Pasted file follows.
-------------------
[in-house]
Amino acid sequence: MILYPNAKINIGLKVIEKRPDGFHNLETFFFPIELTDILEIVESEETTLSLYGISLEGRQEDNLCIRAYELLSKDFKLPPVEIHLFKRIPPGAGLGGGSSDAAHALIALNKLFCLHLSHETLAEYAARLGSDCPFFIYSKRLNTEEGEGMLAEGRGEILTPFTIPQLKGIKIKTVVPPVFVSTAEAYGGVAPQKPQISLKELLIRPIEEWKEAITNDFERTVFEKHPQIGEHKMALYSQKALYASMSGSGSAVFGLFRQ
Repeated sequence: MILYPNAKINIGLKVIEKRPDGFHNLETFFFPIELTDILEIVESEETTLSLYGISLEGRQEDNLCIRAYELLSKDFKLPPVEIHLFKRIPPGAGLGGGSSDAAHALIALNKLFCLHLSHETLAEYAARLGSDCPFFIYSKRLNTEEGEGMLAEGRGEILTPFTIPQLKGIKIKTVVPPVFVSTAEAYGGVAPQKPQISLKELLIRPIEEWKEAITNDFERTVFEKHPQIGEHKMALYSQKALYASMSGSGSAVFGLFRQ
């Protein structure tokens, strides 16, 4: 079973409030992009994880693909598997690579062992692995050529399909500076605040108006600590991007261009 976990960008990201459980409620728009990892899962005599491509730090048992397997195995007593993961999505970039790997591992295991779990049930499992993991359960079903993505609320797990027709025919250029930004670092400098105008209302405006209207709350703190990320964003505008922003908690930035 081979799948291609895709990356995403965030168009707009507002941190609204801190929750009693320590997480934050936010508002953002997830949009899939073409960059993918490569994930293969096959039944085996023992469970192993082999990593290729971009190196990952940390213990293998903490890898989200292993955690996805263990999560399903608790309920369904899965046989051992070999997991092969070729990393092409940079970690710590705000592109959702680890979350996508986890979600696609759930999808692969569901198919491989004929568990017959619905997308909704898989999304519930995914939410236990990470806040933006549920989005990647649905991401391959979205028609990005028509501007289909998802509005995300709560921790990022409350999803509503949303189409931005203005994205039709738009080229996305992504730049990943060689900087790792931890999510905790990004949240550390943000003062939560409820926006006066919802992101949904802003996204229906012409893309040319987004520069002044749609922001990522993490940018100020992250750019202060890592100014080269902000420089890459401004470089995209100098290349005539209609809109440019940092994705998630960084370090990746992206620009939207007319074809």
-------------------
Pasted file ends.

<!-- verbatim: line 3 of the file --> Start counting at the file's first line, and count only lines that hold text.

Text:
Repeated sequence: MILYPNAKINIGLKVIEKRPDGFHNLETFFFPIELTDILEIVESEETTLSLYGISLEGRQEDNLCIRAYELLSKDFKLPPVEIHLFKRIPPGAGLGGGSSDAAHALIALNKLFCLHLSHETLAEYAARLGSDCPFFIYSKRLNTEEGEGMLAEGRGEILTPFTIPQLKGIKIKTVVPPVFVSTAEAYGGVAPQKPQISLKELLIRPIEEWKEAITNDFERTVFEKHPQIGEHKMALYSQKALYASMSGSGSAVFGLFRQ